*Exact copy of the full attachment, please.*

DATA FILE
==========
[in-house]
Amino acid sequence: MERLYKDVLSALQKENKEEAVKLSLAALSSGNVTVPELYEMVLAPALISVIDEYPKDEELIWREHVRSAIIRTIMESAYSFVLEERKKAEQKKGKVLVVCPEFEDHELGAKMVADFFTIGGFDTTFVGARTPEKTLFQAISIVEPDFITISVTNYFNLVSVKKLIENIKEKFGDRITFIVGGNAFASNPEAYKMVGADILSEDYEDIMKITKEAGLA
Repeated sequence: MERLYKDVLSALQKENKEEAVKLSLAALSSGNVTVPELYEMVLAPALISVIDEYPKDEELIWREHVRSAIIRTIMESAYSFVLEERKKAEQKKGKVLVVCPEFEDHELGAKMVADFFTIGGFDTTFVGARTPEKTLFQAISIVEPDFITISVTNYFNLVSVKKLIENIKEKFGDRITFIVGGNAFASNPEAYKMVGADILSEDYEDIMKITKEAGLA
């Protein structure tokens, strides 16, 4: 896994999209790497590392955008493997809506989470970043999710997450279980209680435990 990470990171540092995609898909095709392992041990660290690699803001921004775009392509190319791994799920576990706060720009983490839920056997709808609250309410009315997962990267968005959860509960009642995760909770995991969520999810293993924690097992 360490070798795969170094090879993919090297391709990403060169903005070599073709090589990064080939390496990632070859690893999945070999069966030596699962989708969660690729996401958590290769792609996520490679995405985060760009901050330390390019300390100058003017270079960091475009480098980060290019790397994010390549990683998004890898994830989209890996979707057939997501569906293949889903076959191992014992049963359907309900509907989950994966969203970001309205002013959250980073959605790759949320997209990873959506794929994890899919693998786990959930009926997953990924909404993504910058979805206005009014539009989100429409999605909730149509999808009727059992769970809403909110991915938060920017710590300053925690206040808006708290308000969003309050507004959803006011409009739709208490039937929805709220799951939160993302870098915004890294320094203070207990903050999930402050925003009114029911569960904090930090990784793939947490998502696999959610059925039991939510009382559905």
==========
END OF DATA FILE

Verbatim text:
[in-house]
Amino acid sequence: MERLYKDVLSALQKENKEEAVKLSLAALSSGNVTVPELYEMVLAPALISVIDEYPKDEELIWREHVRSAIIRTIMESAYSFVLEERKKAEQKKGKVLVVCPEFEDHELGAKMVADFFTIGGFDTTFVGARTPEKTLFQAISIVEPDFITISVTNYFNLVSVKKLIENIKEKFGDRITFIVGGNAFASNPEAYKMVGADILSEDYEDIMKITKEAGLA
Repeated sequence: MERLYKDVLSALQKENKEEAVKLSLAALSSGNVTVPELYEMVLAPALISVIDEYPKDEELIWREHVRSAIIRTIMESAYSFVLEERKKAEQKKGKVLVVCPEFEDHELGAKMVADFFTIGGFDTTFVGARTPEKTLFQAISIVEPDFITISVTNYFNLVSVKKLIENIKEKFGDRITFIVGGNAFASNPEAYKMVGADILSEDYEDIMKITKEAGLA
């Protein structure tokens, strides 16, 4: 896994999209790497590392955008493997809506989470970043999710997450279980209680435990 990470990171540092995609898909095709392992041990660290690699803001921004775009392509190319791994799920576990706060720009983490839920056997709808609250309410009315997962990267968005959860509960009642995760909770995991969520999810293993924690097992 360490070798795969170094090879993919090297391709990403060169903005070599073709090589990064080939390496990632070859690893999945070999069966030596699962989708969660690729996401958590290769792609996520490679995405985060760009901050330390390019300390100058003017270079960091475009480098980060290019790397994010390549990683998004890898994830989209890996979707057939997501569906293949889903076959191992014992049963359907309900509907989950994966969203970001309205002013959250980073959605790759949320997209990873959506794929994890899919693998786990959930009926997953990924909404993504910058979805206005009014539009989100429409999605909730149509999808009727059992769970809403909110991915938060920017710590300053925690206040808006708290308000969003309050507004959803006011409009739709208490039937929805709220799951939160993302870098915004890294320094203070207990903050999930402050925003009114029911569960904090930090990784793939947490998502696999959610059925039991939510009382559905």